• Before you head into the studio try taking a yoga or Pilates class, doing your own barre or a brief aerobic warm up and a few light stretches.  You will be able to demonstrate more effectively and will enter class focused, energized, and positive.
  3. A water bottle.
    • Reaching for pop or coffee is far too easy sometimes, staying hydrated will foster the pliability of your muscles and joints, and boost stamina – this practice also sets an example for both parents and students.
  4. A small snack or two.
    • Dried or sliced fruit, cut vegetables, a small sandwich, greek yogurt (high protein!) or even a bit of chocolate.
    • This also sets an example for the students and parents, reminding them to bring healthy snacks, and to take the time to eat them during breaks.
  5. Hair supplies.
    • Though I don’t believe that teachers need to have their hair in a bun (for ballet) I do believe that our students can see our alignment and facial expressions clearer when we wear our hair up.   A tidy presentation is key.  If students are expected to have tidy hair then it follows that teachers demonstrate the same.
  6. White athletic (toe) tape.
    • Learning to tuck in your drawstrings on your ballet slippers can be a hard lesson when you are young.   Use athletic tape to secure the drawstrings of your students shoes into the toe of the shoe (after they’ve been trimmed).    Keeps them out of sight, helping children to focus on using their feet rather than fixing their drawstrings.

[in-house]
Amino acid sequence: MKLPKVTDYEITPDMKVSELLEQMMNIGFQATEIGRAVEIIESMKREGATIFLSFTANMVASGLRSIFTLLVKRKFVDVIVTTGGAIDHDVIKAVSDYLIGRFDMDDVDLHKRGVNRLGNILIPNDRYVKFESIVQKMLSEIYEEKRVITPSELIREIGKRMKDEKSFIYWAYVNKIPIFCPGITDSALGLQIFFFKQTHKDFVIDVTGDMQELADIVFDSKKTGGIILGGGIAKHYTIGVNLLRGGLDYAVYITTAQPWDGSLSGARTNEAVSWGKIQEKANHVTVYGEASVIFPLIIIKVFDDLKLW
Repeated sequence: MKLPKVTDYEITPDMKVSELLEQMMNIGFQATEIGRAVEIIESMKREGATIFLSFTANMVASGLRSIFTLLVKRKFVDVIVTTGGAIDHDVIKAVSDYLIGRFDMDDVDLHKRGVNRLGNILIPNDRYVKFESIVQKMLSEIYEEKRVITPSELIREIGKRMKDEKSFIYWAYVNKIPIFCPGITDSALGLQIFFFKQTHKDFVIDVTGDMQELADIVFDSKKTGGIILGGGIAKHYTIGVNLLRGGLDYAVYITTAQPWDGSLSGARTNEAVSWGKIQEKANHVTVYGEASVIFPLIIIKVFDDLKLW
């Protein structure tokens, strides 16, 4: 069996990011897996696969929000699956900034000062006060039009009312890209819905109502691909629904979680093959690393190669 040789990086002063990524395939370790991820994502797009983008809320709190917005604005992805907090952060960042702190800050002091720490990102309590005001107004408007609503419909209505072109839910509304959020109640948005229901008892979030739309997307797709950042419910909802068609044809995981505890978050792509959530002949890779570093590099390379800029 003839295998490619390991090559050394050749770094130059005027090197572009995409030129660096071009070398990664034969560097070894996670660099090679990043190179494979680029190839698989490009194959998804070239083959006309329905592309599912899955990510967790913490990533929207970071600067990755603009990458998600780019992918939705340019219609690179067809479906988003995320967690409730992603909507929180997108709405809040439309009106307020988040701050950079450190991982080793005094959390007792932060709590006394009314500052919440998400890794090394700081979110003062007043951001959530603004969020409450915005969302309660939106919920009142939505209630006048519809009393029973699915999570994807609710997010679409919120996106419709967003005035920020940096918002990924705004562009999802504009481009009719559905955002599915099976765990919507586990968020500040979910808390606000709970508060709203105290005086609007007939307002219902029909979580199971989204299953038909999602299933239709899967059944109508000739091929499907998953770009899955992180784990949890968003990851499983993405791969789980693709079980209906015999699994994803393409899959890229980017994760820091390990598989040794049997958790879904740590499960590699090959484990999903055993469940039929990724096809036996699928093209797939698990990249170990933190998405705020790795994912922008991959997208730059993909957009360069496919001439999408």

• Also comes in handy when fitting and labeling costumes!
    • Here in Winnipeg hockey tape is abundant , it is inexpensive and works just as well as pricey ‘toe tape’.
  7. Teaching shoes.
    • Every teacher has their preference of what they like to wear when teaching.  Truth be told, we need to be aware of the health of our feet as it impacts the lower legs, hips and lower back in particular.  Keep your feet and back healthy by keeping your shoes in good repair and having a few pairs to rotate throughout your teaching week.
    • Check in with your physiotherapist to see if you need an orthotic to be fit into your teaching shoes as well.
  8. Teaching clothes.
    • If alignment is a key element in your class (which I hope it is!), ensure that students can see your alignment as well.  Avoid overly baggy tops and pants.   If the school dress code requires that students be fully covered, then teachers are advised to demonstrate the same.
  9. Music!
    • An Ipod chock full of your entire music collection.  Thank the lord we don’t have to haul around those vinyl LPs or piles of CDs anymore!
    • An adapter.  If you change locations often this can save you from having to sing your entire class or having to dig through what few cd’s you might have available to you.  According to tech-y  advisors they are called a ‘1/8th inch stereo male to stereo RCA male’ adapter.
  10. Teaching notebook/ journal.
    • This probably goes without saying – do take the time to outline your classes beforehand.  Have a focus in mind for your class.  Having a notebook handy proves useful when noting what needs to be worked on next class/week, or ideas for choreography as well.

Cellphones. We all have them in our bags don’t we?   Just a reminder to keep them on silent while you teach.  If you need to keep it at hand due to a family emergency let your school director know in case any parents/students express concern.

 

Now its your turn – what is the most essential item in your dance/teaching bag?